Now Honey Please (Now Honey Please)

Now honey please (now honey please)
Now honey please (now honey please)
Now honey please (now honey please)
Now honey please (now honey please)
Now honey please (now honey please)
Now honey please (now honey please)
Now honey please (now honey please)
Now honey please (now honey please)      (Love U Til I Don’t)

Greetings From Shitsville readers! Come in, make yourselves at home, nod hello to Mick Ronson and enter the wonderful world of the Wildhearts, easily the coolest eight-legged hairy baseball-booted rock thing in 1993.  Seekers of objectivity, just jog on – there’s none of that hereabouts.  I loved this band and I’m not afraid to shout and get physical about it if I need to.

Now secure all loose objects in your vicinity, gently usher pets and small children out of the room and play this:

If that doesn’t get right to you, report to the nearest undertaker for burial.  That’s the pure essence of Wildhearts right there veering, umm, wildly between close poppy harmonies, a touch of reggae and some serious thrash crunching at the end.  Nobody else sounds, or has ever sounded, like this.  In one sweet 5:08 blast the Wildhearts just lay everything else to waste.  The playing is just immense.  Sadly we here on planet Earth never deserved a band this good hence, I guess, the title of their debut LP Earth Vs. The Wildhearts*.

This is where I got in on the act, cash flow problems** meant I was never able to get hold of the band’s earliest few 12″s but I grabbed Earth Vs. The Wildhearts the day it was released in late ’93.  For my coin I got what is, I think, by far the best British hard rock LP of the last 24 years.  The band’s membership was always wildly unstable but by the time of the LP release it had crystallized into main man Ginger, guitarist CJ, bassist Danny McCormack and drummer Stidi.  They were all damn fine, hard-hitting musicians and display some serious muscle on the album, but never at the expense of a good melody.

Too good to be true? consider the evidence.

Opener, ‘Greetings From Shitsville’ with its skewering of life in the cheap end of London ‘The paper’s hanging off the walls / There’s ‘roaches dancing in the halls’, but the real joy is the sinuous swing of the track and (it will be a recurring theme this) the marriage of easy harmonies and a great tune with some real rock grit.  Plus I share Ginger’s jaded view of our nation’s great capital.  Then slide straight into the hard bopping ‘TV Tan’, Ginger firing off more inspired melodies and tunes across the course of this tune than certain bands manage throughout their careers.  True story.

The big reference point that always gets wheeled out for the Wildhearts are Cheap Trick^ and, yeah, their way with a harmony and a tune definitely bear a close comparison at times but Wildhearts were far more of a nastier, punkier proposition – I certainly wouldn’t have left them unsupervised around the cupboard I keep the cleaning products in.  You can hear a certain post-grunge sadness in the mix too, sometimes just after a great swooping chorus and a thrashed out punk riff – try ‘Everlone’ for size, there is even a perfect Iron Maiden guitar coda in there too.  The only band as hyperkinetic and joyously ADHD as the Wildhearts that I can think of were the Minutemen; I can think of no higher praise.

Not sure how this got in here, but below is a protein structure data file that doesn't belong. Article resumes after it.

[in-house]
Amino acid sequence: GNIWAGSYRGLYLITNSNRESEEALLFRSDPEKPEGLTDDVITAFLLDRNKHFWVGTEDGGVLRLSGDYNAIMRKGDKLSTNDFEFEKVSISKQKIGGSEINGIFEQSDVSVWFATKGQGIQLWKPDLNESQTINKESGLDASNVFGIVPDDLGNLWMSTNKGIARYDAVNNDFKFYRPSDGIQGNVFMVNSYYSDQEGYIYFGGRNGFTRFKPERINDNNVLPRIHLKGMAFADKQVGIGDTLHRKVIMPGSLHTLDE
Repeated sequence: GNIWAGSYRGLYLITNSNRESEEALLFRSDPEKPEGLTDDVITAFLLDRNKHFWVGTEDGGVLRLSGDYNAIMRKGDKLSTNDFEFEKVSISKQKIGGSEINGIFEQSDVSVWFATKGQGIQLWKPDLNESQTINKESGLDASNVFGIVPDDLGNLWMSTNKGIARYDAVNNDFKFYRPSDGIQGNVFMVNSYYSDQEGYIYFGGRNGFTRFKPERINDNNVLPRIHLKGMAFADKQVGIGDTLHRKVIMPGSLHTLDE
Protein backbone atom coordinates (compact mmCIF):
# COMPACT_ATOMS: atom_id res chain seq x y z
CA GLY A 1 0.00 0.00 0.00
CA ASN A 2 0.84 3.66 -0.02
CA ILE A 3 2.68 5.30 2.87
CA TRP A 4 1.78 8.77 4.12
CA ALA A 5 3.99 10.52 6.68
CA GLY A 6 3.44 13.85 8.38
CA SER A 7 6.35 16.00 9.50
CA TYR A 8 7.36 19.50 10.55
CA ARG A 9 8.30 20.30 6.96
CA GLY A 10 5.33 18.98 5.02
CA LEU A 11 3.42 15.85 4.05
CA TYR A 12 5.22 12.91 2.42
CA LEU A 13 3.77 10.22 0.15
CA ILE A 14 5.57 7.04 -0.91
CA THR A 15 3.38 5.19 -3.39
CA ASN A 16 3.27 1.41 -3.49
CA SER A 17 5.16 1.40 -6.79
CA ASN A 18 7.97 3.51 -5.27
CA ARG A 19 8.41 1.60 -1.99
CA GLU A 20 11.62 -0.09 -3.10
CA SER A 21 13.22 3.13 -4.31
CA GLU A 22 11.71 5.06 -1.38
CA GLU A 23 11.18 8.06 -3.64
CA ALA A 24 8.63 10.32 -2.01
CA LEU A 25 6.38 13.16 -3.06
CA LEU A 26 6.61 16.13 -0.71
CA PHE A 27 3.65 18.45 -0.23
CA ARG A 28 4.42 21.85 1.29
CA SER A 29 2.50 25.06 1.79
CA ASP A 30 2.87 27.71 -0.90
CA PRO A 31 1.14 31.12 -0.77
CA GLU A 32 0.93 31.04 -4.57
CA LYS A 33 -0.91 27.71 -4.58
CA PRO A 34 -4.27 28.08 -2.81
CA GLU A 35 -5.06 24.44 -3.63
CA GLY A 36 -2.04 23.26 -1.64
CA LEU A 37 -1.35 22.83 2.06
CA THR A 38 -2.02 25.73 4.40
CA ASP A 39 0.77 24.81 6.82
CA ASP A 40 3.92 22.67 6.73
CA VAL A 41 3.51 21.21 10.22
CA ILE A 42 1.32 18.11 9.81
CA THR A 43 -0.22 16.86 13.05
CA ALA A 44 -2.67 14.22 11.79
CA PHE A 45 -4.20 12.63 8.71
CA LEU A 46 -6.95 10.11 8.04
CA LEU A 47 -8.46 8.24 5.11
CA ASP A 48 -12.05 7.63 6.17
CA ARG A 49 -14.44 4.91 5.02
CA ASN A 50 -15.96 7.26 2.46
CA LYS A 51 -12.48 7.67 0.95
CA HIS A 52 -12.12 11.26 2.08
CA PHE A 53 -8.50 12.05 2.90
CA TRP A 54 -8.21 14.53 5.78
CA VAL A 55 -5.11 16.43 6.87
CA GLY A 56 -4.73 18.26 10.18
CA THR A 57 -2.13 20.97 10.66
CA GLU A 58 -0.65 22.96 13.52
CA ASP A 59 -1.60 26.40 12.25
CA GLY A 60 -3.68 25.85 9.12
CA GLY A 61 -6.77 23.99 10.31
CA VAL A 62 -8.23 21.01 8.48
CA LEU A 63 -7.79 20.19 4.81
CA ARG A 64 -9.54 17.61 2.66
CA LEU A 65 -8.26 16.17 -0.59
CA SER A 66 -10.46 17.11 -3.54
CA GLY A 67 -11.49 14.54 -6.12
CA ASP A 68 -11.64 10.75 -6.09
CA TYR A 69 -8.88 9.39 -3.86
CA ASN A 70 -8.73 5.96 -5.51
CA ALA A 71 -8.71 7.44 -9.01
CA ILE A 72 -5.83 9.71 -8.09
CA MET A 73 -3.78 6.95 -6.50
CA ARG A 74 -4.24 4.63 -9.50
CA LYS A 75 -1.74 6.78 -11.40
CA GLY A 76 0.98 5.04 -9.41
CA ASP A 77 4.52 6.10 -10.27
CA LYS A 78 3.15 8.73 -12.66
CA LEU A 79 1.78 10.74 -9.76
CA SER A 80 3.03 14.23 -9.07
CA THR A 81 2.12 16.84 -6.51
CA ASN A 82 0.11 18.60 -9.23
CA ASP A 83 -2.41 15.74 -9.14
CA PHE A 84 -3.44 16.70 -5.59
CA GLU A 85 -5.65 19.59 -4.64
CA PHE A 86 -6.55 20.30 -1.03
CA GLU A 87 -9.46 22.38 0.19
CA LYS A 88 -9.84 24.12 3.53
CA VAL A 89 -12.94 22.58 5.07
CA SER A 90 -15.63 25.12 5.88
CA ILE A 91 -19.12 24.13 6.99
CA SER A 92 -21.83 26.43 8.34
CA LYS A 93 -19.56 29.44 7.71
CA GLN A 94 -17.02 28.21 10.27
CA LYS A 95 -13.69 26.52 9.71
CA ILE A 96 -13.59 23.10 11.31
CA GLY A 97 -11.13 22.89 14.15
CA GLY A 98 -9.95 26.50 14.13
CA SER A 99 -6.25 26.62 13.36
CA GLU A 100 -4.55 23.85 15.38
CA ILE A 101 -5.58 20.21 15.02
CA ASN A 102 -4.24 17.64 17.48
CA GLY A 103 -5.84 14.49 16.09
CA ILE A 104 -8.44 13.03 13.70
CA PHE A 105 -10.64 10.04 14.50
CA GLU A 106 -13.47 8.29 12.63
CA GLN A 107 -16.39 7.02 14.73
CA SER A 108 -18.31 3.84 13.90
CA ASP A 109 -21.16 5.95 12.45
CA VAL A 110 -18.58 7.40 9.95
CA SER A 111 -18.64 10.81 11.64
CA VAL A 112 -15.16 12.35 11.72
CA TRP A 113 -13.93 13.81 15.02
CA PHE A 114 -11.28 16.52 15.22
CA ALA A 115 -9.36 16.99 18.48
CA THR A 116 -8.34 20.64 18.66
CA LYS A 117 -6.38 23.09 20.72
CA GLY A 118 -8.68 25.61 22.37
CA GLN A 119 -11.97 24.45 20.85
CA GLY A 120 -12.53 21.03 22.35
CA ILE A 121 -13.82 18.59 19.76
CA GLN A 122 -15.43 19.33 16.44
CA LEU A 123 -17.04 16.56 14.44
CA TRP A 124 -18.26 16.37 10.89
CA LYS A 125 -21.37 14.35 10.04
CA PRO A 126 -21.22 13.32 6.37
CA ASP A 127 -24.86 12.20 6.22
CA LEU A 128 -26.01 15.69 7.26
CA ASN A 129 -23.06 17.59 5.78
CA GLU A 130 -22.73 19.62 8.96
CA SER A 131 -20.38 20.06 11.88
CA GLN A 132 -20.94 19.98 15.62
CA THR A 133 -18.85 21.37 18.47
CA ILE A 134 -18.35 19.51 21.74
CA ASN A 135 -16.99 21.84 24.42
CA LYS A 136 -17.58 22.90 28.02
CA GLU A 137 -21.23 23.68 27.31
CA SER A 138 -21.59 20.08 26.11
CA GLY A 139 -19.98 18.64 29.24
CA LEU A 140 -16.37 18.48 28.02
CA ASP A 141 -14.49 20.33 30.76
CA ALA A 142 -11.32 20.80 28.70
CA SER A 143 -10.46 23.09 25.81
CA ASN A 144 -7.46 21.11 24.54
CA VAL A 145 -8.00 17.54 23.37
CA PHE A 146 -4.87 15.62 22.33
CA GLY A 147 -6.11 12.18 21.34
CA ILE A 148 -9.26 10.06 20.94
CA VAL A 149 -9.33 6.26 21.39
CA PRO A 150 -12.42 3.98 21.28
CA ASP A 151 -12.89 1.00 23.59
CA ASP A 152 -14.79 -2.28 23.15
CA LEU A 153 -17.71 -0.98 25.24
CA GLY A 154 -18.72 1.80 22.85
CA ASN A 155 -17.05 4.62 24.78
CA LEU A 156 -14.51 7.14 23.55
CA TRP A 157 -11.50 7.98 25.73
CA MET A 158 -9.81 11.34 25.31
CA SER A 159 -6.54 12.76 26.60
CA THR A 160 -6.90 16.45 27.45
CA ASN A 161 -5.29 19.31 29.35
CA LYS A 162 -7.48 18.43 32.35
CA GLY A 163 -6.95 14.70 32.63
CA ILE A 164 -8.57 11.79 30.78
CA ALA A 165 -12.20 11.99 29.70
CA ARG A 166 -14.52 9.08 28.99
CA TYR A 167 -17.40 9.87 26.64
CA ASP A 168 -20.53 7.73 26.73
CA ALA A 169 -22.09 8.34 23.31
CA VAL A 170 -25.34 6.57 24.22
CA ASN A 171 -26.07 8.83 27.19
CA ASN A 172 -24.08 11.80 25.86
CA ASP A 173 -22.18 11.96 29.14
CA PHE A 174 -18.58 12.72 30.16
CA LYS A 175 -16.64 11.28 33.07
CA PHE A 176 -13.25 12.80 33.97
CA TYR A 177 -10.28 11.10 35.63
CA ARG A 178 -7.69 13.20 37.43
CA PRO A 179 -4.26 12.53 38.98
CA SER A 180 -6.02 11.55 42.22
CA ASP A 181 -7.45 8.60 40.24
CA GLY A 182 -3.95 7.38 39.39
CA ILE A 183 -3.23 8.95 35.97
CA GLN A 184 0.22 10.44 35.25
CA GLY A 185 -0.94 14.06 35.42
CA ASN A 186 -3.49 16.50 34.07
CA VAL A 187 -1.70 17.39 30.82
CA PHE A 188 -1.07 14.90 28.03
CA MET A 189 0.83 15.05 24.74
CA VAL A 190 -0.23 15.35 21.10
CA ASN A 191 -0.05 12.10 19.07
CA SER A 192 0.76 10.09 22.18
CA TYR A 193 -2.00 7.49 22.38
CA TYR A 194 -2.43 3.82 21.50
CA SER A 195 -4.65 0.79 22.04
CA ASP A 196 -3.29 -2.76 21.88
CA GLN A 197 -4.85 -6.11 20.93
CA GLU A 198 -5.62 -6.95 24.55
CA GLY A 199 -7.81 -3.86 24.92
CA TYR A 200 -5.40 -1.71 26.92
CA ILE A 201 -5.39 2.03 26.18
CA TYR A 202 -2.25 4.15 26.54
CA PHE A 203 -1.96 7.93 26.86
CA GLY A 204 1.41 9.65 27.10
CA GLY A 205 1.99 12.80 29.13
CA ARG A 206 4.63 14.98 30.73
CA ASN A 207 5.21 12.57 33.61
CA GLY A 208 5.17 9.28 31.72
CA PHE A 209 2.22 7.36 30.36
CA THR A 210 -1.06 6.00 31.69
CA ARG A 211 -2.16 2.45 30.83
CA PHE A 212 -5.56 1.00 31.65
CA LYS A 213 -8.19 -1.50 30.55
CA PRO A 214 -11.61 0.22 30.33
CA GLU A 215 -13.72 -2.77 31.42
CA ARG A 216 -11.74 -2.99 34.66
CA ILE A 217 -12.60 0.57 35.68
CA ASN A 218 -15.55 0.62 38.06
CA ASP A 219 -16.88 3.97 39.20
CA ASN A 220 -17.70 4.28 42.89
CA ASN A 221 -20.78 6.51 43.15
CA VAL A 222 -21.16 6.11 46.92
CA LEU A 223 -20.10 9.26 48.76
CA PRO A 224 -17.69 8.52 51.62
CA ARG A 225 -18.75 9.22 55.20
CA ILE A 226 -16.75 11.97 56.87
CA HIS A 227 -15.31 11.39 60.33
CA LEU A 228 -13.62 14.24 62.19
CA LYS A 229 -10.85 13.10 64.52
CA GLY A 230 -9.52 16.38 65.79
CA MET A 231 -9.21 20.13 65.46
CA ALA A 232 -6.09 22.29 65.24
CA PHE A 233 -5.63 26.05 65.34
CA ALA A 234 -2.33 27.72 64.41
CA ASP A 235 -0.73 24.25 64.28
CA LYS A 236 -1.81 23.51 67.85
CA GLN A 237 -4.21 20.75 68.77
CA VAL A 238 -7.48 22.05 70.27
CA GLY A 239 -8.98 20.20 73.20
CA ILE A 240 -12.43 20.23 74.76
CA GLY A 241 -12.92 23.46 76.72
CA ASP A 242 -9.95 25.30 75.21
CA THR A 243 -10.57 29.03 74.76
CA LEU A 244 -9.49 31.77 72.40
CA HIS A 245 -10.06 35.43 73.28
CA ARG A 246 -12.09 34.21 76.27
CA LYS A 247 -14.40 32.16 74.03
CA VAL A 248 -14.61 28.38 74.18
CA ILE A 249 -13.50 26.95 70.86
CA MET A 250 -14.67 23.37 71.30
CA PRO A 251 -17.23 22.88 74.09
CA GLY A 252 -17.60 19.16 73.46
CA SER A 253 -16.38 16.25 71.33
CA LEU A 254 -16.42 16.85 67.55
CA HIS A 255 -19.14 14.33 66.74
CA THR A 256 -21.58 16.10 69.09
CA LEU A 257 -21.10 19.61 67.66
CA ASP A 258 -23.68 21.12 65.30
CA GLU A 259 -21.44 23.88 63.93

The more I listen to Earth Vs. The Wildhearts the angrier I get that they don’t all live in solid platinum mansions on the moon, eating diamonds and unicorn on toast.  Take ‘Loveshit’, one of the lesser lights on the LP, it would have made a lesser band trillions – IT HAS EVERYTHING! Elegiac guitar solos, thrusting boogie rock, some talkie bits, a divine chorus and Mutt Lange’s ex-wife on backing vox.

Some more highlights for you:

  • The Miles Away Girl:  Sometimes one of my fave rock songs ever, tonight my third fave song on the LP.  Perfect harmonies and a lovely, romantic story.
  • Suckerpunch:  Motörhead but heavier with better harmonies.  No, really. Like, really, really.  Trust me.
  • News Of The World: (trot out tired old ‘Cheap Trick in a blender with Guns ‘N Roses and Megadeth’ comparison for the third time in the same post).

Special mention also has to go to, the awesomely titled ‘My Baby is a Headfuck’^^ which features Mick Ronson’s last recorded performance on one of the three guitar solos, that light it up … along with a sublimely groovy, rock ‘n roll groove and chants of ‘Headfuck, headfuck, headfuck!‘.  They just don’t make ’em like this anymore.

Sadly for the cultural history of our species the Wildhearts were a highly unstable concoction, the very hyperactivity and commitment that made all this possible, combined with an enthusiastic appetite for all manner of alcho-chemical excesses, record company squabbles and some mental health issues, all served to conjure centrifugal forces that tore the line-up apart.  The Wildhearts made a number of great LPs over a number of years, but never quite lined up all the elements again as powerfully as they did on Earth Vs. The Wildhearts.

Being an obsessive type of chap I bought a couple of singles from the album too.  TV EP was the first one, how awesome is that cover art?!